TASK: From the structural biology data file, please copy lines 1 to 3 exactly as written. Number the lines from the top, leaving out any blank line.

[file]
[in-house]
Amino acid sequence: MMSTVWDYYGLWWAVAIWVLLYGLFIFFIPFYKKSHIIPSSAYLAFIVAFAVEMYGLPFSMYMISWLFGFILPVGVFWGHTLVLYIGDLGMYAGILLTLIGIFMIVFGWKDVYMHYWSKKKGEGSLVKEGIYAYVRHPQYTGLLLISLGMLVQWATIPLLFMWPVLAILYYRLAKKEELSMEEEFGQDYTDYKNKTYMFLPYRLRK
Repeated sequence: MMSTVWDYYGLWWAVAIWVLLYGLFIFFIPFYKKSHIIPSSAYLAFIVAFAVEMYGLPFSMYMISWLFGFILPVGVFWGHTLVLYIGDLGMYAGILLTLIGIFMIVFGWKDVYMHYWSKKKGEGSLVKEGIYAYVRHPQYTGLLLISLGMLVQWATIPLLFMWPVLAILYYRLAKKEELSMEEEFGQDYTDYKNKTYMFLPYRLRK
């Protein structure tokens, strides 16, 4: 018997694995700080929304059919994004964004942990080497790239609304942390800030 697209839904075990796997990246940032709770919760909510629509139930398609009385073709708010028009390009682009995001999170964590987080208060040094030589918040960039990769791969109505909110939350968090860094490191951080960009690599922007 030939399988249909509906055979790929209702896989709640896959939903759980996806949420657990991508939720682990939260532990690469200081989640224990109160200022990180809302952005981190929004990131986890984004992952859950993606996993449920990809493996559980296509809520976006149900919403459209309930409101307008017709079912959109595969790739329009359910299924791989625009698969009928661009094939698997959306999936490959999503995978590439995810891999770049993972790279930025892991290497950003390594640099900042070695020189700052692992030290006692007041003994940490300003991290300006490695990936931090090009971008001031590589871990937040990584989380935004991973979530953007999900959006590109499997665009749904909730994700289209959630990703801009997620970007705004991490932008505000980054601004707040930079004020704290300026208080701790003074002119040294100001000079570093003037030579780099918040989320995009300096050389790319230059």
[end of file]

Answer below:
[in-house]
Amino acid sequence: MMSTVWDYYGLWWAVAIWVLLYGLFIFFIPFYKKSHIIPSSAYLAFIVAFAVEMYGLPFSMYMISWLFGFILPVGVFWGHTLVLYIGDLGMYAGILLTLIGIFMIVFGWKDVYMHYWSKKKGEGSLVKEGIYAYVRHPQYTGLLLISLGMLVQWATIPLLFMWPVLAILYYRLAKKEELSMEEEFGQDYTDYKNKTYMFLPYRLRK
Repeated sequence: MMSTVWDYYGLWWAVAIWVLLYGLFIFFIPFYKKSHIIPSSAYLAFIVAFAVEMYGLPFSMYMISWLFGFILPVGVFWGHTLVLYIGDLGMYAGILLTLIGIFMIVFGWKDVYMHYWSKKKGEGSLVKEGIYAYVRHPQYTGLLLISLGMLVQWATIPLLFMWPVLAILYYRLAKKEELSMEEEFGQDYTDYKNKTYMFLPYRLRK